In the late 1970s, Bruce Zobel (North Carolina State University), Carl Gallegos (then International Paper Company), Willy Mittak (then Food and Agriculture Organization) and Jesse Perry (retired, Rockefeller Foundation) decided to form an international organization dedicated to the conservation of tropical and subtropical trees in México and Central America. Dr. Mittak and Mr. Perry had years of experience in the region as forest taxonomists, and Drs. Zobel and Gallegos had important links to forest industry around the world.
An organization called Camcore (Central America and Mexico Coniferous Resources Cooperative) was formed in 1980 and made part of the Department of Forestry & Environmental Resources at North Carolina State University. It was unique in that the driving force behind its development was the private forest sector. Camcore demonstrates that the private sector, in collaboration with government agencies and universities, can make substantial contributions to tree breeding, gene conservation and environmental stewardship, while simultaneously providing economically sound forest management. Camcore has also attracted the support of foundations and granting agencies to assist with its conservation work.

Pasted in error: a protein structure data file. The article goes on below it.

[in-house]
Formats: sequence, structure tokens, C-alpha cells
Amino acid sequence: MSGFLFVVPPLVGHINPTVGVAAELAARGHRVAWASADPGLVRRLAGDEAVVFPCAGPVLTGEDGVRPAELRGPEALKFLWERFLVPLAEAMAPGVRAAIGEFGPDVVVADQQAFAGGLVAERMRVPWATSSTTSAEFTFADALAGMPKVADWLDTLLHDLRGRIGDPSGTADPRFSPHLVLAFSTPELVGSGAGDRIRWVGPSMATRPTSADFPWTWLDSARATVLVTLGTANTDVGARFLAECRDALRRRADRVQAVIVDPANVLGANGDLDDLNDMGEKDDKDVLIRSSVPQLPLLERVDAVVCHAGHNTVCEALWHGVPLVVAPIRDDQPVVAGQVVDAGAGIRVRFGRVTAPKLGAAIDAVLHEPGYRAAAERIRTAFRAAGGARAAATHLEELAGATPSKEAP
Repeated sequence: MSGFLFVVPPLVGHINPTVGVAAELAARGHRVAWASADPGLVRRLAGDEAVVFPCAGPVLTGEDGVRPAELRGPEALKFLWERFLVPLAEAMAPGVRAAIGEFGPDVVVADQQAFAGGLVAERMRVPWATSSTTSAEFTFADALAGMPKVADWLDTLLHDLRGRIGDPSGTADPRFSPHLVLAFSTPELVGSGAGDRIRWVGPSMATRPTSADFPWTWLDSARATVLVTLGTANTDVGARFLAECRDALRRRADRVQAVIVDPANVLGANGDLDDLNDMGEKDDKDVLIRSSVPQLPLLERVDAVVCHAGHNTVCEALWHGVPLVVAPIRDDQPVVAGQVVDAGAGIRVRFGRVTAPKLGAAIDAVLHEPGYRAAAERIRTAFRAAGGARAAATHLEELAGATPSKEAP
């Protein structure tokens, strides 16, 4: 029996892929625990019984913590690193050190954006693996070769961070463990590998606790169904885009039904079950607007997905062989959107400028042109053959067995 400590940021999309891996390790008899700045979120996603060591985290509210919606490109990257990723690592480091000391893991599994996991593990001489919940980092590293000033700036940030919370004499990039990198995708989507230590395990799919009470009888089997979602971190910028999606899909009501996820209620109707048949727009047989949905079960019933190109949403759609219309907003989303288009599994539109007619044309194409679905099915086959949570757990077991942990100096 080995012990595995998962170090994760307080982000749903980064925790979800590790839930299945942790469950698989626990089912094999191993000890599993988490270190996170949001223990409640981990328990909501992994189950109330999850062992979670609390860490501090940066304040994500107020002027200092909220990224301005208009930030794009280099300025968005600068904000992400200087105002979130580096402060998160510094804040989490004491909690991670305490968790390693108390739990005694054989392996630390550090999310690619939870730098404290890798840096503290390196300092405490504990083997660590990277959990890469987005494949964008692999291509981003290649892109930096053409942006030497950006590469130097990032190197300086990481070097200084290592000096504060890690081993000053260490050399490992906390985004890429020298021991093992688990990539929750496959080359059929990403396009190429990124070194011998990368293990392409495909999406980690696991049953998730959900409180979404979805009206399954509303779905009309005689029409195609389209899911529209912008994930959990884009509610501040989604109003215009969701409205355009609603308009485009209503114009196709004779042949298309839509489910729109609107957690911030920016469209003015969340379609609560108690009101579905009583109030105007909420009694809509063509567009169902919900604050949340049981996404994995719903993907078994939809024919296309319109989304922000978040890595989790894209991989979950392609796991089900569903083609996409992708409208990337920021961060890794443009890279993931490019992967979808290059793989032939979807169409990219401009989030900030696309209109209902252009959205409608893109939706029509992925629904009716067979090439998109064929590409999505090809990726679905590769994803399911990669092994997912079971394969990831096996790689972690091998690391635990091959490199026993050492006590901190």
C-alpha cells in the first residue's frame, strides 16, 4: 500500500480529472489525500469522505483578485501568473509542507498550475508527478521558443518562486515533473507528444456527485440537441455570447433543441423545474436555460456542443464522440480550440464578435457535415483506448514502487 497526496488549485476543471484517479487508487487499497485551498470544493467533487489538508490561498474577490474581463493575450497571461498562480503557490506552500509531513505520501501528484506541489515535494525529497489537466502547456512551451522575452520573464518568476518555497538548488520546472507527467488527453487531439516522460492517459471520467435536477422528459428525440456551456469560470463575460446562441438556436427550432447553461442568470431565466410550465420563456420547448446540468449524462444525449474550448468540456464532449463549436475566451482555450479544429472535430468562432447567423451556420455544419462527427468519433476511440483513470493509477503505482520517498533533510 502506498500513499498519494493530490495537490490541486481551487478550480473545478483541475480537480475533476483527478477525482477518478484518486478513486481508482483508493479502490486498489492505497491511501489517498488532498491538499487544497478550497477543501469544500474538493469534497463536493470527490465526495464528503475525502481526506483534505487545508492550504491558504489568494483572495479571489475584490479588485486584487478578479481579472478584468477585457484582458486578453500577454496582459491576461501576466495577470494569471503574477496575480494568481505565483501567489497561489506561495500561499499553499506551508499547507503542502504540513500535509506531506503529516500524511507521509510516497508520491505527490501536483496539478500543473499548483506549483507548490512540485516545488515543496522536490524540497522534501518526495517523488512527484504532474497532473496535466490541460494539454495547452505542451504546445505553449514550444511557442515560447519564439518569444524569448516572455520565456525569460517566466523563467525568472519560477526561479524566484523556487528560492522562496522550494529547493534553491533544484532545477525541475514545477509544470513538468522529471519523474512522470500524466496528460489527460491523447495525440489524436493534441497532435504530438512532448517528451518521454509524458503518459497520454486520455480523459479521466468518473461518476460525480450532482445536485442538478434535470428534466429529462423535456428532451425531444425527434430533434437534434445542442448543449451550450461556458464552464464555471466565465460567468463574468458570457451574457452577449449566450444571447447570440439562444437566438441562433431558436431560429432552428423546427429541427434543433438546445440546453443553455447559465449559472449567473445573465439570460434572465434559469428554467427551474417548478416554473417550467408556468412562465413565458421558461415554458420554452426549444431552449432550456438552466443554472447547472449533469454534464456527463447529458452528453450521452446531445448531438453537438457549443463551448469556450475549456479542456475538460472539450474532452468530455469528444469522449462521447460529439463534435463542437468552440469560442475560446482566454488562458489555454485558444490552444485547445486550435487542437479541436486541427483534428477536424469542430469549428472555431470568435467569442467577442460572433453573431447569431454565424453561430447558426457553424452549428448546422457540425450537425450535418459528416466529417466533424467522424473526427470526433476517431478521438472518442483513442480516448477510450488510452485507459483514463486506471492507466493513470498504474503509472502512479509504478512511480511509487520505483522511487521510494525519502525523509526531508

Camcore makes seed collections in threatened forest stands and then plants these on members’ land in more protected areas in genetic field trials (called progeny tests) and conservation areas (called ex situ conservation banks or parks) with similar climates in countries around the world. Camcore professionals at NC State University analyze the data from the progeny trials and produce annual summaries to help members decide on what to grow. In 1980, Camcore had five founding members: Smurfit Kappa Cartón de Colombia, Aracruz Florestal (Brazil), International Paper Company (USA), the Weyerhaeuser Company (USA), and the National Seed Bank in Guatemala. Membership has grown to include 38 active, associate and honorary members on four continents.
Camcore seed collections expanded from Central America and Mexico to include Southeast Asia in 1994, the southern US in 2003 and Australia in 2010. Our program is now working with 50 different forest species and has sampled 11,000 trees in 500 locations. It has more than 2,500 hectares of genetic trials and conservation areas. It has the largest database on tropical and subtropical pines and non-Australian eucalypts in the world.